Hilary Clayton rode Donzi on Sunday. “This workshop is a wonderful idea,” she said. “It brings people together and allows them to look at different training methods. There’s always so much more to learn. I enjoy the journey.”
Maryal Barnett, a USEF “S” dressage judge, Canadian Equestrian Federation senior dressage judge, and 2014 recipient of the USDF Lifetime Achievement award, also came to watch.
“Many of my students ride with Bettina,” she said. “The APAHA is a wonderful program. Bettina makes these high-level horses available to people who’d never be able to afford them. The horses are so correctly trained that they help the students, who are trainers themselves, understand how the movements should feel, so they can then teach them. This whole endeavor is a labor of love.”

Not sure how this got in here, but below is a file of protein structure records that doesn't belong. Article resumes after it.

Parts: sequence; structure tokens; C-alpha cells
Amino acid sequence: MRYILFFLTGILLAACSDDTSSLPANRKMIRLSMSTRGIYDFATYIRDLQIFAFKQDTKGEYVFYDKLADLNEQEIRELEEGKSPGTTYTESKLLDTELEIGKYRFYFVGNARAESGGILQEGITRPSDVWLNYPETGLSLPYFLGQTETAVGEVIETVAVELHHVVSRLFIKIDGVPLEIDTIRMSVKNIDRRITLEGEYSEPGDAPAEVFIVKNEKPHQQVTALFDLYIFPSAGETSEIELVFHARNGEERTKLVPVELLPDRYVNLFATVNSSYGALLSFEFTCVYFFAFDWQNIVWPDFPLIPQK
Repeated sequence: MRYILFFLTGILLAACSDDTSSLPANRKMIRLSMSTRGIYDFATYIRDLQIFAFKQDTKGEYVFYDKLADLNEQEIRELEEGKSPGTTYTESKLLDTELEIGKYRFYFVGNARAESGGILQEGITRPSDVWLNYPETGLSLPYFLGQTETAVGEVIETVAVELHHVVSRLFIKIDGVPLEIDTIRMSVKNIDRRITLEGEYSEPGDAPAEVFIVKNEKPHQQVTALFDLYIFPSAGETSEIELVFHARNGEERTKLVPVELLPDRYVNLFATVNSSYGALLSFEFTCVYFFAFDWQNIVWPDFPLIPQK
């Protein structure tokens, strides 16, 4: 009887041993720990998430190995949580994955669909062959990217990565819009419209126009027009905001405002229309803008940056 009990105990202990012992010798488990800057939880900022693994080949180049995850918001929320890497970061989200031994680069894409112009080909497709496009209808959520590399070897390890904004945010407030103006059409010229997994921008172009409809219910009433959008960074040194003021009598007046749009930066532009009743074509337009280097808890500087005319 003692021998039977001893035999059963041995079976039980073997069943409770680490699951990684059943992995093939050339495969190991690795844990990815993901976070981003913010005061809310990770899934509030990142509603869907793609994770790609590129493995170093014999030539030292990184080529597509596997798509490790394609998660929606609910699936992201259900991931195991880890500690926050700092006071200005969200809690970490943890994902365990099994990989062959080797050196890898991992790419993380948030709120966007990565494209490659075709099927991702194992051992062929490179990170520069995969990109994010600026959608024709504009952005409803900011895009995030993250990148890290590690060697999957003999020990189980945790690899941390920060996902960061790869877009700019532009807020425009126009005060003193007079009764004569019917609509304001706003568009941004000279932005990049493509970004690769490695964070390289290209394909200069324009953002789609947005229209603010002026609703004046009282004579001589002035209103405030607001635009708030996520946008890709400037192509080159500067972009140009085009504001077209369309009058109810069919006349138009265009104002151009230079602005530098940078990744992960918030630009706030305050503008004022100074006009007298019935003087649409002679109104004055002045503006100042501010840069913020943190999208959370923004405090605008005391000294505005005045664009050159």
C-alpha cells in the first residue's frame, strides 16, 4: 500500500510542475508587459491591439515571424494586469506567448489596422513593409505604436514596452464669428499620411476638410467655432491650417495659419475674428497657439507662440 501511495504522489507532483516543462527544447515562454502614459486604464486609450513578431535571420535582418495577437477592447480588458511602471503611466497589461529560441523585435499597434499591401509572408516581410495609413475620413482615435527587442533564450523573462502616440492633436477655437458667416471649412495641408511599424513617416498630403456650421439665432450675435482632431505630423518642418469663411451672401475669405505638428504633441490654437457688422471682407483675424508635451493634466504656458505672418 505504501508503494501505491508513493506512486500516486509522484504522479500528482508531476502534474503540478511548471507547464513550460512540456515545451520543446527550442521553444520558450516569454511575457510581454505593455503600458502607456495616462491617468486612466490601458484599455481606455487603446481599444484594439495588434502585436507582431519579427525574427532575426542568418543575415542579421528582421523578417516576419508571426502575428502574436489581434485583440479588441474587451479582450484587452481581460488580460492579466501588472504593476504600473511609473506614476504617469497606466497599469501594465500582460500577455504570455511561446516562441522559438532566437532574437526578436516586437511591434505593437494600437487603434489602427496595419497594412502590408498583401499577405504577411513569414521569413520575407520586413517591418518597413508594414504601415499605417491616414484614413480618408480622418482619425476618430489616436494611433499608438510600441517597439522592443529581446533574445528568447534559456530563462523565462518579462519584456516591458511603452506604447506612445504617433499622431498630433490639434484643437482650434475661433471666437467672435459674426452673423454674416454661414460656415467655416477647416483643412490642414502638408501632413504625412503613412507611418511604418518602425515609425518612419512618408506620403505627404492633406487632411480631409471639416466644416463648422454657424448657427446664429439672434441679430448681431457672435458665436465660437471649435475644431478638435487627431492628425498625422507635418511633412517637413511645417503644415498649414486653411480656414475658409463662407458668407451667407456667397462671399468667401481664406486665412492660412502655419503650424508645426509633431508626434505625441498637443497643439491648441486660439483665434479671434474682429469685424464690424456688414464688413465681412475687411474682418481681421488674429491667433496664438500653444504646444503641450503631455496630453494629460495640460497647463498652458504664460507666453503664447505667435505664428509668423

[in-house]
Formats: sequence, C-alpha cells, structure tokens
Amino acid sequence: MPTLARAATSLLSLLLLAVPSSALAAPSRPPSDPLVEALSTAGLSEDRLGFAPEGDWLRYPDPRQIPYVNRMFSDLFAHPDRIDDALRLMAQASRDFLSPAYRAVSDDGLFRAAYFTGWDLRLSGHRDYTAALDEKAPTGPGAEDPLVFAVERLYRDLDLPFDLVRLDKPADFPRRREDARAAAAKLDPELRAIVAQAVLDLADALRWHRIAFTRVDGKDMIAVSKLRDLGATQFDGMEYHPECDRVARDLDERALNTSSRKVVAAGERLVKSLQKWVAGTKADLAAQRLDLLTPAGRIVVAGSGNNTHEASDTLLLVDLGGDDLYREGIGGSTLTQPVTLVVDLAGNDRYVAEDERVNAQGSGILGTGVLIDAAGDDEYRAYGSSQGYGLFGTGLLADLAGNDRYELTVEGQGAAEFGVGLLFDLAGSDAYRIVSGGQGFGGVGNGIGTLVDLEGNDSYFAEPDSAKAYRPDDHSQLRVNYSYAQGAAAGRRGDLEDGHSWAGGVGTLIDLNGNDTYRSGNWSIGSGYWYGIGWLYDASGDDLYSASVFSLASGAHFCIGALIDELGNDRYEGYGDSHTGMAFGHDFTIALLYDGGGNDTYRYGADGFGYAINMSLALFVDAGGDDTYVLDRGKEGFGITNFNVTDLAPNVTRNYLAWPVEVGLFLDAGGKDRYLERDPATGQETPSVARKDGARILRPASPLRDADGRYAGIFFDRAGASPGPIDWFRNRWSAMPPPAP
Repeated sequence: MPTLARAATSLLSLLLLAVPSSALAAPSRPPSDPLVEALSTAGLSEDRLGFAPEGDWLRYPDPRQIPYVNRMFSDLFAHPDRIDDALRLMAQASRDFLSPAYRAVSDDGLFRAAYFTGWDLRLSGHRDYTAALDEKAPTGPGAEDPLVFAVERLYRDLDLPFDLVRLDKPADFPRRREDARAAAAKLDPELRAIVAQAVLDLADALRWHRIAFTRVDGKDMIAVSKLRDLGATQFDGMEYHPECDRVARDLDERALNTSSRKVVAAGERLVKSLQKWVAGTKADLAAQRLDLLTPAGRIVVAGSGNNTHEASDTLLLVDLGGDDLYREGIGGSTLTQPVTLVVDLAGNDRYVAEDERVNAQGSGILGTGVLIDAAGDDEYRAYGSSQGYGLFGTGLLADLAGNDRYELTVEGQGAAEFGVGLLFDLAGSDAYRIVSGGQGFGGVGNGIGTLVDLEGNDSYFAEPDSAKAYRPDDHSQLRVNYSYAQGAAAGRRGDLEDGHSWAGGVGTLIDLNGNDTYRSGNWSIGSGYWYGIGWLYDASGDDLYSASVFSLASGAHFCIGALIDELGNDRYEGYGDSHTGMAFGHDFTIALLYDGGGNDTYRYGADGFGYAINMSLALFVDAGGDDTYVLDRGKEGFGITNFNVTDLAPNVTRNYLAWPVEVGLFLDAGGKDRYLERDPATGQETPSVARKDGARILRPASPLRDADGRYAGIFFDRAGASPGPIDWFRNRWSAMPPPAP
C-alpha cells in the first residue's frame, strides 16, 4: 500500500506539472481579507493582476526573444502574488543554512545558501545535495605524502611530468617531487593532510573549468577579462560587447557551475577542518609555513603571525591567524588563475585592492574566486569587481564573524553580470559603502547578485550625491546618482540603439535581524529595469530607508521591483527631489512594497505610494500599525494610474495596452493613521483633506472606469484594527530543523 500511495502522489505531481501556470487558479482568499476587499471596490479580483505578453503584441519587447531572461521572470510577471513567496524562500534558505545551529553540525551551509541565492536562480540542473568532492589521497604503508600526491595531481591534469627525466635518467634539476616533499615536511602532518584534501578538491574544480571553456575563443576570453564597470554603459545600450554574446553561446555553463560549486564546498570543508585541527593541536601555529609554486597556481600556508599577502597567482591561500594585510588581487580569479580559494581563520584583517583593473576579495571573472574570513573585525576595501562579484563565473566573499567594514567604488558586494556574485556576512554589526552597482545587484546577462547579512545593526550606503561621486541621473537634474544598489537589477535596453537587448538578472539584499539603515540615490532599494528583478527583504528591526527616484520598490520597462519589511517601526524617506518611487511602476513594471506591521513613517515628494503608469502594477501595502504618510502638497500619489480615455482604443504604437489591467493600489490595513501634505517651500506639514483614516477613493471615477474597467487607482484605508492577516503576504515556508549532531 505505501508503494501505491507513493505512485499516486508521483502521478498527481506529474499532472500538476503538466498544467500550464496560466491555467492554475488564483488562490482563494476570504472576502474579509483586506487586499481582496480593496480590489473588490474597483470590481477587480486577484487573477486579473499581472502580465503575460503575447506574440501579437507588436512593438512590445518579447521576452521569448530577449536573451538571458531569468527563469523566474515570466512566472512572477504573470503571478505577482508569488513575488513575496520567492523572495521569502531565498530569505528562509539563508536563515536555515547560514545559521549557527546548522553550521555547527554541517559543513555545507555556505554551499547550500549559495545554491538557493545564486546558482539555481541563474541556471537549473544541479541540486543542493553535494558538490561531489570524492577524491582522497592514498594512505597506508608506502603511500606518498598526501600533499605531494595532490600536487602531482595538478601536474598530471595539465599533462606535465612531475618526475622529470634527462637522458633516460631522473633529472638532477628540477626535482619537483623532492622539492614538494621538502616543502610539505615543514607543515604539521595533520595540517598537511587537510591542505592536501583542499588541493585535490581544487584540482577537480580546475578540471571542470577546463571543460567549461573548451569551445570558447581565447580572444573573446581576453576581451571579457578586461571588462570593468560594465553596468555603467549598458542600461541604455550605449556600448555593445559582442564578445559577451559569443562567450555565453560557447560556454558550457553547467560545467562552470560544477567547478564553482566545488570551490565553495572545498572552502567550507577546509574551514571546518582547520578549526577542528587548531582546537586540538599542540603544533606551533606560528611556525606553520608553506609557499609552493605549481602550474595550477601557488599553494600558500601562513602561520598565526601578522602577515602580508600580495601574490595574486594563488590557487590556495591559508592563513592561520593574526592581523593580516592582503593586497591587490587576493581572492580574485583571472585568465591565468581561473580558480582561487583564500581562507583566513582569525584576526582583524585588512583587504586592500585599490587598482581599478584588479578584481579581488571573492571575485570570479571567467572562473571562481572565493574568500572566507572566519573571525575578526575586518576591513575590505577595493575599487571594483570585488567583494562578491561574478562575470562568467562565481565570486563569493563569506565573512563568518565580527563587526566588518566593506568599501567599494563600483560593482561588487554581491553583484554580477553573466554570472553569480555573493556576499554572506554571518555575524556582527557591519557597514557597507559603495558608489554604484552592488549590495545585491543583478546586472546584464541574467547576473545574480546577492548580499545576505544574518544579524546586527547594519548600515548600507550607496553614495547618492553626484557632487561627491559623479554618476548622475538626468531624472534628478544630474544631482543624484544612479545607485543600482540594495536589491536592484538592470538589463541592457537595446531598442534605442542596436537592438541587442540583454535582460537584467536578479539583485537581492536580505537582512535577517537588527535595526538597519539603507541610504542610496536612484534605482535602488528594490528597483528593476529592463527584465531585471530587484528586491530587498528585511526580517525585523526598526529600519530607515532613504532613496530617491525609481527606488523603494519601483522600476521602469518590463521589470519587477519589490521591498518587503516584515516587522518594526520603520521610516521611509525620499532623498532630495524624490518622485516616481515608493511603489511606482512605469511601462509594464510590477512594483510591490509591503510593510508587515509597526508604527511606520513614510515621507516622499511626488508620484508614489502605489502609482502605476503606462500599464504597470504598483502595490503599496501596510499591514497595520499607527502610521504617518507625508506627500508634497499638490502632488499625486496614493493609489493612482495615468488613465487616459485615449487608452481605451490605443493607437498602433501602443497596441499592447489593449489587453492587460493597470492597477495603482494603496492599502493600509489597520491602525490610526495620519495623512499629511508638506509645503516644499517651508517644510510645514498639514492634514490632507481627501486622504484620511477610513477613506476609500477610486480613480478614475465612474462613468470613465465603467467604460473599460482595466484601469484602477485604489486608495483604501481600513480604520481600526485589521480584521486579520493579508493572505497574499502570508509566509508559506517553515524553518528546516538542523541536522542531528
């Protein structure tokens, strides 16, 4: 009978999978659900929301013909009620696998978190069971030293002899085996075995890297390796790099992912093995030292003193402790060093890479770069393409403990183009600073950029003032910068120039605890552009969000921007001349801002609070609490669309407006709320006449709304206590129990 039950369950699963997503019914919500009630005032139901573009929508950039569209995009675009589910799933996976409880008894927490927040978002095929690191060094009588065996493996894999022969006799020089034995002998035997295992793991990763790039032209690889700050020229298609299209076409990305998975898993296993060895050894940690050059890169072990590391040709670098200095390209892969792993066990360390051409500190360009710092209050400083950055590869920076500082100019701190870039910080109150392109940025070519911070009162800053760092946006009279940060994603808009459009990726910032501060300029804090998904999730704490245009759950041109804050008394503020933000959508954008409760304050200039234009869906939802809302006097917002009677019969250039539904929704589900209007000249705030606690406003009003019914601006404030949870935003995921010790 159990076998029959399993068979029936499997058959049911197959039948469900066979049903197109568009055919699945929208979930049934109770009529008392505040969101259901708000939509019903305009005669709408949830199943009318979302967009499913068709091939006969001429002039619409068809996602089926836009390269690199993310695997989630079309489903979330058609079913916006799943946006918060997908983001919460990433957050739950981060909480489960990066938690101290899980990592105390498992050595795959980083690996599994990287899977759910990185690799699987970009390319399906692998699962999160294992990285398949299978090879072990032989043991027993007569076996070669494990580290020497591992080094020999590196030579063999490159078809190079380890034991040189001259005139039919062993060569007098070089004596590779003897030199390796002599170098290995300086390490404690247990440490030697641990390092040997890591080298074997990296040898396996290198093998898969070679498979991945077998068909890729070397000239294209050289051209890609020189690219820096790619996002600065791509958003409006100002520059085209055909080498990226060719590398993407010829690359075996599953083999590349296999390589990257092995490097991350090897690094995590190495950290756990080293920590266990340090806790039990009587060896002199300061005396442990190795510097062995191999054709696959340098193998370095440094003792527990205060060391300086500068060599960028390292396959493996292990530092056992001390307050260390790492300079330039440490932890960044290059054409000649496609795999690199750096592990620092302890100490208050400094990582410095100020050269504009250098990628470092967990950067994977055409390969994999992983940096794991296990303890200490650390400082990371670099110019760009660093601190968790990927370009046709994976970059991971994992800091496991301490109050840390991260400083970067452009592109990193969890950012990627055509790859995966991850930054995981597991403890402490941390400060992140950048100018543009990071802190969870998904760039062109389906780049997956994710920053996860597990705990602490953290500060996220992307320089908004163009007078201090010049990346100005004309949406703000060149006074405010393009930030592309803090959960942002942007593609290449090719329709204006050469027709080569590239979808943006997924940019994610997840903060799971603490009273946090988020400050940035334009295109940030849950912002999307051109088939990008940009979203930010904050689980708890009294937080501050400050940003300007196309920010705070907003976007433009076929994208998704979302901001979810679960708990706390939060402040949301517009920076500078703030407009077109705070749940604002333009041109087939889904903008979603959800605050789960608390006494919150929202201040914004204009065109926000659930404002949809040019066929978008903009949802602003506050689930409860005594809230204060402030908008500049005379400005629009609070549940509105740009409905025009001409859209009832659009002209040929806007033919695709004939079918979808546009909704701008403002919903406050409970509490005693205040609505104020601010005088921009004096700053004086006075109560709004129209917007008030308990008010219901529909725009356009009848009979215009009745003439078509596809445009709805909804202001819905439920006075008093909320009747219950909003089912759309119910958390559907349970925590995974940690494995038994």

Sharon Knies owns Windhorse International and is also an APAHA director.
“My farm is 15 minutes from Bettina’s in Connecticut, and we’ve been friends for a long time,” she said. “Bettina’s goal is to give back to people in the same way she was given opportunities as a young rider. She wants to give trainers of adult amateur riders, people who aren’t going on to the Olympics or international competitions, an opportunity to ride and train with masters, so they can apply and pass on these basics and techniques.”
Many people don’t have access to this type of horse and instruction, Knies explained.
“The response has been gratifying. I believe we’ve also opened the auditors’ eyes as to different ways they can approach training horses,” she said. “Bettina wants to develop trainers who understand the Portuguese style of dressage, a very light type of riding. Bettina is absolutely brilliant with horses. I’ve seen her perform magic.”